Prime-al behavior

Amazon held its now-annual Prime day this week. Three years in, it’s safe to assume the tradition isn’t going anywhere soon; Sales were through the roof, and other retailers even started to piggyback their own deals off Amazon’s hype machine.

Other big shopping days are big shopping days because of consumer behavior. Black Friday became Black Friday because it was a weekday most people had off without any holiday obligations. Car dealerships and mattress stores, who both sell things you want to see and test before you buy, know you have some extra time over a three-day weekend, so they run promotions during Presidents’ Day, Memorial Day, and Labor Day.

Prime Day is different. Amazon created a big shopping day at a time when people specifically do not typically shop. Now that news outlets pay attention and other retailers circle the day on their own planning calendars, you could say Amazon has created a holiday out of thin air.

So is Amazon controlling our brains?

Maybe a little bit, but not any more than any other retailer.

A store (that isn’t going out of business or trying to liquidate inventory) generally has two reasons to put out a “Sale!” sign: 1) Everyone is shopping and they want to entice people in; or 2) No one is shopping and they want to entice people in. Amazon clearly opted for the latter – and as the world’s foremost digital retailer has a near-limitless variety of things to put on sale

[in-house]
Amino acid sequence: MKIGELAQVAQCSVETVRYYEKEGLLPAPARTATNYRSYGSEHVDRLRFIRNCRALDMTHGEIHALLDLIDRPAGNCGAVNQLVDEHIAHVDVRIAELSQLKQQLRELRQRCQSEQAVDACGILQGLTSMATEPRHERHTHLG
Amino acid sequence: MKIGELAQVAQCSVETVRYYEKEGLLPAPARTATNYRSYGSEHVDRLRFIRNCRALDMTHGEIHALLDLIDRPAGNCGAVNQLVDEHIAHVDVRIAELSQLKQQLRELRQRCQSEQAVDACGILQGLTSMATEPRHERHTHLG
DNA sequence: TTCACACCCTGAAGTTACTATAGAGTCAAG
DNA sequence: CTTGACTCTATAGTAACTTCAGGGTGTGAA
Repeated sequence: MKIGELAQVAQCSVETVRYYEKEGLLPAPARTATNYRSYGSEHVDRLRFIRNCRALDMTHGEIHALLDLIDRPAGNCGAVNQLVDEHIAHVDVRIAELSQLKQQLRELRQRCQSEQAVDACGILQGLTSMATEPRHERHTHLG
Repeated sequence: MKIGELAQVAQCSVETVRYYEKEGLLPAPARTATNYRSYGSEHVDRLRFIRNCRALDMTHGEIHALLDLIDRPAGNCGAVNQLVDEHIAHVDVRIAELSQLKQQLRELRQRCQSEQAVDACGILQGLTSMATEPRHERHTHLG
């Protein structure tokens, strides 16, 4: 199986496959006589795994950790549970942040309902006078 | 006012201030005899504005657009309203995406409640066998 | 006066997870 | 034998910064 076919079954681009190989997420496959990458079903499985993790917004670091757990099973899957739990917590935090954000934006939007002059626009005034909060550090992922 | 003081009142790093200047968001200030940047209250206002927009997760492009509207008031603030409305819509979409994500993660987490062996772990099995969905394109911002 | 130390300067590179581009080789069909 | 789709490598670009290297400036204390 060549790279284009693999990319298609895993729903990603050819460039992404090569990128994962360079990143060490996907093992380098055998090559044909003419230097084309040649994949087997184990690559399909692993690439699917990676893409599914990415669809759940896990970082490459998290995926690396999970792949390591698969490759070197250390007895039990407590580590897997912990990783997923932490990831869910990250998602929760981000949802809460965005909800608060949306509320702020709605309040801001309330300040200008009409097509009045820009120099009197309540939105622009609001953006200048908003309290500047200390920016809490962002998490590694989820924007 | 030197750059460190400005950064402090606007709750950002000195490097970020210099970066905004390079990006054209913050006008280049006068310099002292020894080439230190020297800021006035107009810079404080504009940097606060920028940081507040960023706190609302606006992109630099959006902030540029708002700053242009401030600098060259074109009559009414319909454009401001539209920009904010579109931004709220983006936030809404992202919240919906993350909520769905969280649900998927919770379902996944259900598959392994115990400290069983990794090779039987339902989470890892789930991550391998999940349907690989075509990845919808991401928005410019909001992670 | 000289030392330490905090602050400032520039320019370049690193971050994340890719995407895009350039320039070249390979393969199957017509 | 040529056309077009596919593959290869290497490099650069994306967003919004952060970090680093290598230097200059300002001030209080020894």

Amazon clearly opted for the latter – and as the world’s foremost digital retailer has a near-limitless variety of things to put on sale to lure people in off the metaphorical street – a near limitless number of people they can reach, to boot.

A more direct comparison might be so-called “Hallmark Holidays.” Some are lame even if well-meaning. (Grandparents’ Day never really took off, did it?) But look at how Valentine’s Day, Mother’s Day, and Father’s Day affect consumer behavior and cultural trends in February, May, and June, respectively. Mother’s Day offers a particularly good example – after a Presidential proclamation made it “official” in 1914,

Mother’s Day offers a particularly good example of how a made-up holiday can take off. Within a decade after a Presidential proclamation made it “official” in 1914, the mother of Mother’s Day, Anna Jarvis, bemoaned the “profiteering” and opportunism around the day.

It’s easy to say the public is duped into spending money on these days. But the genius behind Hallmark holidays and Prime Day isn’t in creating demand, but focusing consumer behavior. Most people want to express their appreciation for Mom, but Mother’s Day gives them a specific day to do it. Amazon knows that people are usually motivated to buy with good deals, they just picked a day.